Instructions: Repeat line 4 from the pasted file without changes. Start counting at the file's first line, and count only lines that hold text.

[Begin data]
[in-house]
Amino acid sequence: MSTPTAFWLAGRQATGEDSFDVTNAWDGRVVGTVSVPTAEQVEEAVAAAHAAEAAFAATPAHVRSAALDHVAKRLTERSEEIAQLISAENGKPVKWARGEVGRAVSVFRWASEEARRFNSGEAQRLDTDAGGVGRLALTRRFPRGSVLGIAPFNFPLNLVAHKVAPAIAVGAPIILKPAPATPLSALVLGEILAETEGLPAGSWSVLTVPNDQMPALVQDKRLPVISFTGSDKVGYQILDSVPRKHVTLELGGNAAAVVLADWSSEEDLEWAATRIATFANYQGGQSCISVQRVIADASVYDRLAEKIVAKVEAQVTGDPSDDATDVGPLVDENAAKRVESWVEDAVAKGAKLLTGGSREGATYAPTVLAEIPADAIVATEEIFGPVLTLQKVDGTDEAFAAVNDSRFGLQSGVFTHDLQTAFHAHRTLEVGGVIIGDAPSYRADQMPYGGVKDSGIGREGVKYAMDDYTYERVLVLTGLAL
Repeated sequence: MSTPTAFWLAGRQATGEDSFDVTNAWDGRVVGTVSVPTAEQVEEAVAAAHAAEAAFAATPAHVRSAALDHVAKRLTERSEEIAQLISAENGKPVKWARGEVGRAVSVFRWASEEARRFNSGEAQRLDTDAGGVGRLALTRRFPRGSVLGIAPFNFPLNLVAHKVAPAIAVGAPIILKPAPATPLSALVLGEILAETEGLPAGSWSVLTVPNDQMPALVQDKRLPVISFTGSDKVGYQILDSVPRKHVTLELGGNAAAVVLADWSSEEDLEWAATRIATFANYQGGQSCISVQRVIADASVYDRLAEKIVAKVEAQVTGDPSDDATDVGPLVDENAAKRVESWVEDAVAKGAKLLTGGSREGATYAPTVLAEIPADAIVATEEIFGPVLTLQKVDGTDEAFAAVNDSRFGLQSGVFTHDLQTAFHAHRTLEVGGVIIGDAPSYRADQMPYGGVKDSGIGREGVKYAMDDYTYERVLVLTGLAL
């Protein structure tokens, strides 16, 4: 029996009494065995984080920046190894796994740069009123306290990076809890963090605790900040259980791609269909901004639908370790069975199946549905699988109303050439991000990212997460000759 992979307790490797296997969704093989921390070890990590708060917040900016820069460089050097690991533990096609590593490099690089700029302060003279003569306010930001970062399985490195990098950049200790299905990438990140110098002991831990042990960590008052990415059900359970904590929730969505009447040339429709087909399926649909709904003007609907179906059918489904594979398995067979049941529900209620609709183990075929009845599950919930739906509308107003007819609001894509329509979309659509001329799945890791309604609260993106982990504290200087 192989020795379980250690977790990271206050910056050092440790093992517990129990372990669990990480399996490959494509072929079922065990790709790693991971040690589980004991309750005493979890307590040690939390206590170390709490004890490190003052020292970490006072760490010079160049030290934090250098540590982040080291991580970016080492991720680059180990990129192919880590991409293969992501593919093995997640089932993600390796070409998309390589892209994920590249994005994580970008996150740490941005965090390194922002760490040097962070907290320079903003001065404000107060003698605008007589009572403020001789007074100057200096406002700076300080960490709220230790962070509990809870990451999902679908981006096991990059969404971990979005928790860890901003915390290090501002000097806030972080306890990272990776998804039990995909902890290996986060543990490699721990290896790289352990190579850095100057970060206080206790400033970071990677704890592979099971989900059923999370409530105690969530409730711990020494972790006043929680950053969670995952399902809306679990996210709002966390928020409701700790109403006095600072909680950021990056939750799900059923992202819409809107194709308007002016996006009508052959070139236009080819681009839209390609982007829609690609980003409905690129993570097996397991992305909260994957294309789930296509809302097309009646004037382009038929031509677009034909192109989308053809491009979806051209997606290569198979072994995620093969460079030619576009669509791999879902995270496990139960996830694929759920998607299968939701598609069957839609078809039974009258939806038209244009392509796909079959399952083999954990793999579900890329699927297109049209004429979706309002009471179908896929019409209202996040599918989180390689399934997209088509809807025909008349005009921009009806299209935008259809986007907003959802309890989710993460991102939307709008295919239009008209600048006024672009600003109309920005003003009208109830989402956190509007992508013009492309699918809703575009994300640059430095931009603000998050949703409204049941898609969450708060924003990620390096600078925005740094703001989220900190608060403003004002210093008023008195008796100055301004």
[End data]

């Protein structure tokens, strides 16, 4: 029996009494065995984080920046190894796994740069009123306290990076809890963090605790900040259980791609269909901004639908370790069975199946549905699988109303050439991000990212997460000759 992979307790490797296997969704093989921390070890990590708060917040900016820069460089050097690991533990096609590593490099690089700029302060003279003569306010930001970062399985490195990098950049200790299905990438990140110098002991831990042990960590008052990415059900359970904590929730969505009447040339429709087909399926649909709904003007609907179906059918489904594979398995067979049941529900209620609709183990075929009845599950919930739906509308107003007819609001894509329509979309659509001329799945890791309604609260993106982990504290200087 192989020795379980250690977790990271206050910056050092440790093992517990129990372990669990990480399996490959494509072929079922065990790709790693991971040690589980004991309750005493979890307590040690939390206590170390709490004890490190003052020292970490006072760490010079160049030290934090250098540590982040080291991580970016080492991720680059180990990129192919880590991409293969992501593919093995997640089932993600390796070409998309390589892209994920590249994005994580970008996150740490941005965090390194922002760490040097962070907290320079903003001065404000107060003698605008007589009572403020001789007074100057200096406002700076300080960490709220230790962070509990809870990451999902679908981006096991990059969404971990979005928790860890901003915390290090501002000097806030972080306890990272990776998804039990995909902890290996986060543990490699721990290896790289352990190579850095100057970060206080206790400033970071990677704890592979099971989900059923999370409530105690969530409730711990020494972790006043929680950053969670995952399902809306679990996210709002966390928020409701700790109403006095600072909680950021990056939750799900059923992202819409809107194709308007002016996006009508052959070139236009080819681009839209390609982007829609690609980003409905690129993570097996397991992305909260994957294309789930296509809302097309009646004037382009038929031509677009034909192109989308053809491009979806051209997606290569198979072994995620093969460079030619576009669509791999879902995270496990139960996830694929759920998607299968939701598609069957839609078809039974009258939806038209244009392509796909079959399952083999954990793999579900890329699927297109049209004429979706309002009471179908896929019409209202996040599918989180390689399934997209088509809807025909008349005009921009009806299209935008259809986007907003959802309890989710993460991102939307709008295919239009008209600048006024672009600003109309920005003003009208109830989402956190509007992508013009492309699918809703575009994300640059430095931009603000998050949703409204049941898609969450708060924003990620390096600078925005740094703001989220900190608060403003004002210093008023008195008796100055301004």